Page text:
A modified form of diaphragm and pulsating arm is shown in FIGURE 7. A transverse strip of flexible material extends loosely from the lower margin of the lung surface 34 back to a movable cross rod 102, while spaced below (i.e. toward the feet of the doll) a similar cross strip of flexible sheet material 104 is held between the oscillatable cross rod 102. and a fixed cross member 106, the latter being disposed approximately parallel to and in the same plane as the bottom margin of the lung. The cross rod 102 is arcuately movable, being carried by one end of a lever or pulsating arm 108 which is pivoted at 110 within the housing 18 and has a bifurcate end 112 within which the crank arm 72 is received. Accordingly, with each revolution of the cam shaft 70, the cross rod 102 raises and lowers the diaphragm 104 synchronously with the contraction and expansion of the lungs. In other words, as the forward face 34 of the lungs is inflated outward, both the flap 101) and the con nec-ted diaphragm 104" expand downward; as the lungs collapse, the flap 1100 and diaphragm 1114 move upward in unison therewith.
In another modified embodiment of the invention illustrated in FIGURE 8, in place of an electric motor there is provided a spring driven motor or mechanism 114, conveniently manually wound by an externally projecting key 116, which motor by a chain drive 118 rotates a transverse drive shaft 120 carrying a cam 122. A lower, parallel drive shaft 124, also rotated by a chain drive 126, carries a four-pointed cam 128 (analogous to the square cam 76) and one single-finger cam 130. In place of air filled chambers for the lungs and heart, each is replaced by a flexible or resilient surface 132 and 134 respectively, bowed outwardly from a rigid backing support 136, 138, each of which in turn is traversed by a spring-retractable plunger 140, 142, aligned for contact with the respective cam finger 122 or 128. Thus, as before, the heart pulsates four times for each expansion of the lungs, and the diaphagm 144 is syn- 6 chronously moved by a piston rod 146 in response to the cam carried by the lower drive shaft 124 as in the earlier model.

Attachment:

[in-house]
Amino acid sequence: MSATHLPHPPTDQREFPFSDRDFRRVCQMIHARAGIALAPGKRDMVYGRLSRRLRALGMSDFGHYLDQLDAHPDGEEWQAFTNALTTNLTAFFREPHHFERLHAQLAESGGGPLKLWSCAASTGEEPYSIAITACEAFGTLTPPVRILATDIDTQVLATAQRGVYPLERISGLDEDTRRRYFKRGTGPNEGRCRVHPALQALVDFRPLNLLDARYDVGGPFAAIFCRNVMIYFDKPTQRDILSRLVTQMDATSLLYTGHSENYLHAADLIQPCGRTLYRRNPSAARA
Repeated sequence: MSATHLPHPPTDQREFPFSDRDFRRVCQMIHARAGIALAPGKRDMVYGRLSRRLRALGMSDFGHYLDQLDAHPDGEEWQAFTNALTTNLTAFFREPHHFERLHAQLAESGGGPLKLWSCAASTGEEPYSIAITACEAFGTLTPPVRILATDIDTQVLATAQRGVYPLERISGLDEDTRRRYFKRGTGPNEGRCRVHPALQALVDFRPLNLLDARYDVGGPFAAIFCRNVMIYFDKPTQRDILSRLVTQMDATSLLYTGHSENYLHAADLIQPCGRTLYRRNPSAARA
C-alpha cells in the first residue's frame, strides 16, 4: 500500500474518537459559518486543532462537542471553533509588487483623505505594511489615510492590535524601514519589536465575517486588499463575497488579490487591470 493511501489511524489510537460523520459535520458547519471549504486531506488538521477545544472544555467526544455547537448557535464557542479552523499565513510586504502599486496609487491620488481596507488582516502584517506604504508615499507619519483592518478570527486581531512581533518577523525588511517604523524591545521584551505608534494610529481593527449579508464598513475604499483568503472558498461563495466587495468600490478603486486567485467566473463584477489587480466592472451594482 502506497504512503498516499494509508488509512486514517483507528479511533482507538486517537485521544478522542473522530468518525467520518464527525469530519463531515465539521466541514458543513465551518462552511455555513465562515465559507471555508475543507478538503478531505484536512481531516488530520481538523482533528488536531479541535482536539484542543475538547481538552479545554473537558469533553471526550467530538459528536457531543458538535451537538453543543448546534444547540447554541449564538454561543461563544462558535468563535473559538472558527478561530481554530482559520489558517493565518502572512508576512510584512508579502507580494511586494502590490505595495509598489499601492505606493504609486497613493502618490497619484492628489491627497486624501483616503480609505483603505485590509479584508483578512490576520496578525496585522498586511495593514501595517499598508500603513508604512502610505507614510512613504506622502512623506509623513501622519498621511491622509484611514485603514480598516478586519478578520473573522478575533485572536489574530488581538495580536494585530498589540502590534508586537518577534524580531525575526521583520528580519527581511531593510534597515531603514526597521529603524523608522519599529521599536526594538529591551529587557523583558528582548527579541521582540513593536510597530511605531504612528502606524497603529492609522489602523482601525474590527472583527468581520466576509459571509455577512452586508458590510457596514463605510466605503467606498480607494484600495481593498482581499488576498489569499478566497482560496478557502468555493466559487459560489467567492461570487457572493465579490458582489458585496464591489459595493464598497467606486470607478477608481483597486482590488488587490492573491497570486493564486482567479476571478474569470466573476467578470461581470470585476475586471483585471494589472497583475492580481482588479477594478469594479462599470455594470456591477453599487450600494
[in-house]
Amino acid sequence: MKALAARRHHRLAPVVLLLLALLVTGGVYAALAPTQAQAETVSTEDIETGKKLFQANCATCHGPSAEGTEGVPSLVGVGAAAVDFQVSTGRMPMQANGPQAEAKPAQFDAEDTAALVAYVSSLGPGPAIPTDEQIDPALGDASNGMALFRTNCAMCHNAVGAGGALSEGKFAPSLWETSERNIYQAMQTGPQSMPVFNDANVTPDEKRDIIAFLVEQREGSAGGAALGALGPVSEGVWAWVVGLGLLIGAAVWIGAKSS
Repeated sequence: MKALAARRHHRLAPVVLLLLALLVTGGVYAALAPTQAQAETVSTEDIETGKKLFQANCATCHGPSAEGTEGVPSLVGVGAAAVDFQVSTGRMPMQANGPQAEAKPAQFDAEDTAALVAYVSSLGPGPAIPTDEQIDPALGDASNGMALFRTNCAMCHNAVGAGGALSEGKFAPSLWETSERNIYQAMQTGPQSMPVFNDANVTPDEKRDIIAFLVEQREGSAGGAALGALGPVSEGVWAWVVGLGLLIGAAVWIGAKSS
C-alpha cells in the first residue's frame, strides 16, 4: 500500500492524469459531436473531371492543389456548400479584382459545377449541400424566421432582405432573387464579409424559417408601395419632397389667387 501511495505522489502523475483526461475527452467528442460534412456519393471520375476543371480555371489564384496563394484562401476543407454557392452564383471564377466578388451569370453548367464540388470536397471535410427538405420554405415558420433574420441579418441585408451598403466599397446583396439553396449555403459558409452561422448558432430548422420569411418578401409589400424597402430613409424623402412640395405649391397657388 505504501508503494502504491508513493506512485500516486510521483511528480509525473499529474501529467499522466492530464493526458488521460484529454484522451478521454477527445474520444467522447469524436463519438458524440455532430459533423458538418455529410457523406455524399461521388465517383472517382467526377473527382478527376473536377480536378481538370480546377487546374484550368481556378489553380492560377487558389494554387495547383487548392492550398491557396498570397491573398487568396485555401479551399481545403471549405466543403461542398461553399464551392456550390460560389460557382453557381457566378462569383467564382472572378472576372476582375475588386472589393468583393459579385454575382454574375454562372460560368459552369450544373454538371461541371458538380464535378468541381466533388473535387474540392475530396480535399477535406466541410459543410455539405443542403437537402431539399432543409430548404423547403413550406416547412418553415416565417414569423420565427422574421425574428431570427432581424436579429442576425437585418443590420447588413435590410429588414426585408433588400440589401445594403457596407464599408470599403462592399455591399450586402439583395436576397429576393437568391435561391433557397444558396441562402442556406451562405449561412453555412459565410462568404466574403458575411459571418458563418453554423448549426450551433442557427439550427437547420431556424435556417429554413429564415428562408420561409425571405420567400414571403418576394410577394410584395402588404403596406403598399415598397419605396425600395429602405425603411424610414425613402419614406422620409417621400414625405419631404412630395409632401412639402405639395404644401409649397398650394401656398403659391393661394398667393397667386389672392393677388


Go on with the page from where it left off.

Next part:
While the several bellows and connected fluid lines have been designated as air filled from time to time, because this is generally the most readily available fluid and like most other gases is both non-toxic and compressible, it is to be understood that other gases may be substituted in whole or part, and also such fluid may consist of liquids such as water if desired. It will be apparent to those skilled in the art that a considerable choice of material for the inflatable fluid chambers is currently available, of which particular mention may be made of plastic fabric now used in aqua lungs and skin diving suits.
A mechanical heartbeat mechanism for a sounding toy comprising:
operative means adapted to produce a pattern of intermittent sound characterized by closely-spaced, dual beats separated by a diflerent time interval than the interval between said dual beats, said operative means comprising rotary drive means, av vibratory element adapted to simulate a heart sound, and intermittent cont-act mechanism mutually connecting said vibratory element and drive means, said contact mechanism being characterized by a spaced recurrent sequence of contact points corresponding to said pattern of intermittent sound.
References Cited by the Examiner UNITED STATES PATENTS 2,504,679 4/1950 Goldfarb 46189 2,887,818 5/1959 Zalkind 46-175 X 3,014,312 12/1961 Convertine 46247 DELBERT B. LOWE, Primary Examiner.
RICHARD C. PINKHAM, Examiner.
R. F. CUTTING, Assistant Examiner.